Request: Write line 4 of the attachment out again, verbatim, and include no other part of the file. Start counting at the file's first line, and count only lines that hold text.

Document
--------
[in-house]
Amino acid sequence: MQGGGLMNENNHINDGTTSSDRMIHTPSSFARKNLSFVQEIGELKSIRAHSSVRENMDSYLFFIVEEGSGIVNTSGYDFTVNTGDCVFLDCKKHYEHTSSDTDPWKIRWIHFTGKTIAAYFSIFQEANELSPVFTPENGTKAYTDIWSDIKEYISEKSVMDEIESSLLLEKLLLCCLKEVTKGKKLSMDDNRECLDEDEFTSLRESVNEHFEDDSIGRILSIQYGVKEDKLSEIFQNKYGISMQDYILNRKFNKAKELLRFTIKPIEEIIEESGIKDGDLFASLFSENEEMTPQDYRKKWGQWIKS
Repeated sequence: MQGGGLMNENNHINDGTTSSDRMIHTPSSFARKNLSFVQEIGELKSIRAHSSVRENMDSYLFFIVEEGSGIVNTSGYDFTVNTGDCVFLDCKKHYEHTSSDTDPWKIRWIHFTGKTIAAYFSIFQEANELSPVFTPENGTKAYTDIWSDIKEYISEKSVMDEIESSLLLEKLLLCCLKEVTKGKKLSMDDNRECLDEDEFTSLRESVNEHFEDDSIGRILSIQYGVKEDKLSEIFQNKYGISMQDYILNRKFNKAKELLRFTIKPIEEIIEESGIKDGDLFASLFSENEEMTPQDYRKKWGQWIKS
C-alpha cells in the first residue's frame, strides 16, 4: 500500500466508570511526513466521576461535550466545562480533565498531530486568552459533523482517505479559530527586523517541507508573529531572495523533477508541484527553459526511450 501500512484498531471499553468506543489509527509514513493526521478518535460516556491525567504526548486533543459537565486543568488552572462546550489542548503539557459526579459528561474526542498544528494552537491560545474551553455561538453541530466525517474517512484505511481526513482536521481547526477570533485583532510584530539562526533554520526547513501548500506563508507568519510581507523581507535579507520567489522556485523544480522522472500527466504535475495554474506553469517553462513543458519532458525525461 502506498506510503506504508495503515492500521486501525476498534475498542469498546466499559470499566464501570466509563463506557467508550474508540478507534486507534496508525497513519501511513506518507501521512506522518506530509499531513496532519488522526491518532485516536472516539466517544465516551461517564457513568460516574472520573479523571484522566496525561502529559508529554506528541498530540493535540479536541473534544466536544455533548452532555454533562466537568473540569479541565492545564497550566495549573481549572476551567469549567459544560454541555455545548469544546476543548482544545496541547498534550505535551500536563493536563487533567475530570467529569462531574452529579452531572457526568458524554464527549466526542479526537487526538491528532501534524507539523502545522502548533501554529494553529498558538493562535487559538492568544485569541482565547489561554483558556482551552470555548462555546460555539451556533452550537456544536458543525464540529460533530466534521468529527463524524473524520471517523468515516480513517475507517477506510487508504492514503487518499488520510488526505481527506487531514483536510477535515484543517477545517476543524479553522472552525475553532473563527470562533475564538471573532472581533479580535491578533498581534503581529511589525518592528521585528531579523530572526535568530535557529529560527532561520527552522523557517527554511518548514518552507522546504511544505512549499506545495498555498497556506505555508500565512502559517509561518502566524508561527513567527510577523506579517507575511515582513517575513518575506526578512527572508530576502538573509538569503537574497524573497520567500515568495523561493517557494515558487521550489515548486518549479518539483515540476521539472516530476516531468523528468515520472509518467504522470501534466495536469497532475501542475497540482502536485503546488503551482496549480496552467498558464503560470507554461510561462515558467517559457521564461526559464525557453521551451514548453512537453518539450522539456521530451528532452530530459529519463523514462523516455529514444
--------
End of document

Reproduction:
C-alpha cells in the first residue's frame, strides 16, 4: 500500500466508570511526513466521576461535550466545562480533565498531530486568552459533523482517505479559530527586523517541507508573529531572495523533477508541484527553459526511450 501500512484498531471499553468506543489509527509514513493526521478518535460516556491525567504526548486533543459537565486543568488552572462546550489542548503539557459526579459528561474526542498544528494552537491560545474551553455561538453541530466525517474517512484505511481526513482536521481547526477570533485583532510584530539562526533554520526547513501548500506563508507568519510581507523581507535579507520567489522556485523544480522522472500527466504535475495554474506553469517553462513543458519532458525525461 502506498506510503506504508495503515492500521486501525476498534475498542469498546466499559470499566464501570466509563463506557467508550474508540478507534486507534496508525497513519501511513506518507501521512506522518506530509499531513496532519488522526491518532485516536472516539466517544465516551461517564457513568460516574472520573479523571484522566496525561502529559508529554506528541498530540493535540479536541473534544466536544455533548452532555454533562466537568473540569479541565492545564497550566495549573481549572476551567469549567459544560454541555455545548469544546476543548482544545496541547498534550505535551500536563493536563487533567475530570467529569462531574452529579452531572457526568458524554464527549466526542479526537487526538491528532501534524507539523502545522502548533501554529494553529498558538493562535487559538492568544485569541482565547489561554483558556482551552470555548462555546460555539451556533452550537456544536458543525464540529460533530466534521468529527463524524473524520471517523468515516480513517475507517477506510487508504492514503487518499488520510488526505481527506487531514483536510477535515484543517477545517476543524479553522472552525475553532473563527470562533475564538471573532472581533479580535491578533498581534503581529511589525518592528521585528531579523530572526535568530535557529529560527532561520527552522523557517527554511518548514518552507522546504511544505512549499506545495498555498497556506505555508500565512502559517509561518502566524508561527513567527510577523506579517507575511515582513517575513518575506526578512527572508530576502538573509538569503537574497524573497520567500515568495523561493517557494515558487521550489515548486518549479518539483515540476521539472516530476516531468523528468515520472509518467504522470501534466495536469497532475501542475497540482502536485503546488503551482496549480496552467498558464503560470507554461510561462515558467517559457521564461526559464525557453521551451514548453512537453518539450522539456521530451528532452530530459529519463523514462523516455529514444